Milton's image and poetics of humanity

Campbell, Walter Gardner, Department of English, University of Virginia
Nohrnberg, James C., Department of English, University of Virginia
Braden, Gordon, Department of English, University of Virginia

Milton's image of humanity is a poetics of humanity: a dynamic, dialogic image that multiplies and explores what Nicolas of Cusa calls "conjectural otherness," a poetics fully responsive to the pathos and ironic complexities of human existence. Critics tend to dismiss Milton's image of humanity as an inferior element of his poetic achievement, usually because they force Milton's texts into a premature or inadequate univocality. In fact, however, an insistent binarism of emphatic alterity, an agonizing, transformative approach of opposites, pervades and characterizes Milton's work. I find four interpretive analogues of Milton's image of humanity in Blake's "contraries," Kierkegaard's revision of Socrates, Valesio's rhetorics, and Bakhtin's dialogics.

L'Allegro and Il Penseroso, two strenuously opposed "companions," are the first extended examples of Milton's image of humanity. Their exaggerated opposition is an exercise neither in renunciation nor in static synthesis, but instead a piercing counterpoint, a music of opposition and alterity sounding within and between them.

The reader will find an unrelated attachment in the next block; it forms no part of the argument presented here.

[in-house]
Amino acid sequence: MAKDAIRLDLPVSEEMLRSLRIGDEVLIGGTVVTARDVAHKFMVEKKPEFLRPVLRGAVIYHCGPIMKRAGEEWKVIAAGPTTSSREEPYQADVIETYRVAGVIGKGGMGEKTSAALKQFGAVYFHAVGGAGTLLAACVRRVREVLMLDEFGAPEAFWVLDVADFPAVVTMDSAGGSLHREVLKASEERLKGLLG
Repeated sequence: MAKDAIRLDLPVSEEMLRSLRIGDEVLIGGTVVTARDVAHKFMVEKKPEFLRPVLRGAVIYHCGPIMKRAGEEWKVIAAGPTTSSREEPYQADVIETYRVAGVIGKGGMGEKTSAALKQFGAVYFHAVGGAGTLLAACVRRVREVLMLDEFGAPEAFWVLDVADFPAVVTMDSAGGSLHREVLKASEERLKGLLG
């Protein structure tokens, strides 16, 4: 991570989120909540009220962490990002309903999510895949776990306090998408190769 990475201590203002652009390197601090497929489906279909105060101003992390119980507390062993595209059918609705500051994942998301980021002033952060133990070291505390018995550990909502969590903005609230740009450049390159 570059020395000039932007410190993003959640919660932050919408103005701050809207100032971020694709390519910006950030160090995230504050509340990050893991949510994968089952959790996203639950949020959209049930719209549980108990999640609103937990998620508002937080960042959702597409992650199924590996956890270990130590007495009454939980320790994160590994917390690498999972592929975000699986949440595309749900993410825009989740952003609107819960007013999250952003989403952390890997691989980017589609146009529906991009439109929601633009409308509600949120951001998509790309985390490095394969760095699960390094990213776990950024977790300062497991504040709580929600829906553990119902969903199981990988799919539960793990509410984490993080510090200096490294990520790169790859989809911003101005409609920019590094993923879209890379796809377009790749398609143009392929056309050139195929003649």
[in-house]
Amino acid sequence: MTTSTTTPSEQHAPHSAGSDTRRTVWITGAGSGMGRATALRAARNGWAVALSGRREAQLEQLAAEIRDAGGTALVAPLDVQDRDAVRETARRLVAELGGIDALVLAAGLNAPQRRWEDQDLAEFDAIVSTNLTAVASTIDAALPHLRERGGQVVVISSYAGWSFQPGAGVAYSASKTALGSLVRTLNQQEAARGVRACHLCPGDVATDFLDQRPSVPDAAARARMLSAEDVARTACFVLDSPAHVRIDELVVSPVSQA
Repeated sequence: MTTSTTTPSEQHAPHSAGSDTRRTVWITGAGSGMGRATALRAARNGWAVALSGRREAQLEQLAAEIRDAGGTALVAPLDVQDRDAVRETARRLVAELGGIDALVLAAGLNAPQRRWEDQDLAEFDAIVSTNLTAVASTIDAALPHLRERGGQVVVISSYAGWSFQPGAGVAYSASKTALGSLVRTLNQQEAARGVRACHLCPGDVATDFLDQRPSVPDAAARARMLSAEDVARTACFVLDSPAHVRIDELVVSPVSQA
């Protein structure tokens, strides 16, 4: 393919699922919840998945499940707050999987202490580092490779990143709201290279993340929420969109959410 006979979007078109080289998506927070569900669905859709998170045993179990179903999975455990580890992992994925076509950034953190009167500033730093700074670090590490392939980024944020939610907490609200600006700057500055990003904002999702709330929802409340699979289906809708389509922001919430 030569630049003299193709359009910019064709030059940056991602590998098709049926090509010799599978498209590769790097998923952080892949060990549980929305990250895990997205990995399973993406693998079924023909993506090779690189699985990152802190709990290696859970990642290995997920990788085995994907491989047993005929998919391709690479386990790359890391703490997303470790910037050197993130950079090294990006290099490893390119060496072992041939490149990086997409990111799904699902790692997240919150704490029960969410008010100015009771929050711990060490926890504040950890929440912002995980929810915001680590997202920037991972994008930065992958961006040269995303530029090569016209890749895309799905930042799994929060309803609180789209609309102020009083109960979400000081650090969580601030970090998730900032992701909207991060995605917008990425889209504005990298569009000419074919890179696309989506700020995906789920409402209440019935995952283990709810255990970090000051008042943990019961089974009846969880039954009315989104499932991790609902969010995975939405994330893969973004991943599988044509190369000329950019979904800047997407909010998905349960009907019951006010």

A confrontational dialogic also characterizes Satan's progress in Paradise Lost. Here a provocative God continually confronts Satan with gracious opportunities for redemption: the renewal of heaven that precedes his fall, the "Jacob's ladder" that dares him to reascend to heaven, the Sun/Son that he lands on then bitterly renounces, and the moment in which he is struck "stupidly good" before a solitary Eve. Milton's Arminianism and Origen's doctrine of apocatastasis suggest that Satan may not be finally damned until Eve falls.

Prelapsarian Adam and Eve are also continually tempted by "contrarieties": they wrestle with God, the Son, an angel, a devil, each other, the Tree of Knowledge, even Paradise itself, all of which are "provoking objects." Yet Paradise's surprising hazards, its "enormous bliss," its prohibitions, and its defeats (save one), can quicken its keepers toward the glory for which they are created. One of the most provocative and difficult opportunities in Paradise is Adam and Eve's dialogue of gender differentiation and marriage, especially in Book 9's separation scene.

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PHD (Doctor of Philosophy)

Digitization of this thesis was made possible by a generous grant from the Jefferson Trust, 2015.

Thesis originally deposited on 2016-03-14 in version 1.28 of Libra. This thesis was migrated to Libra2 on 2017-03-23 16:35:19.

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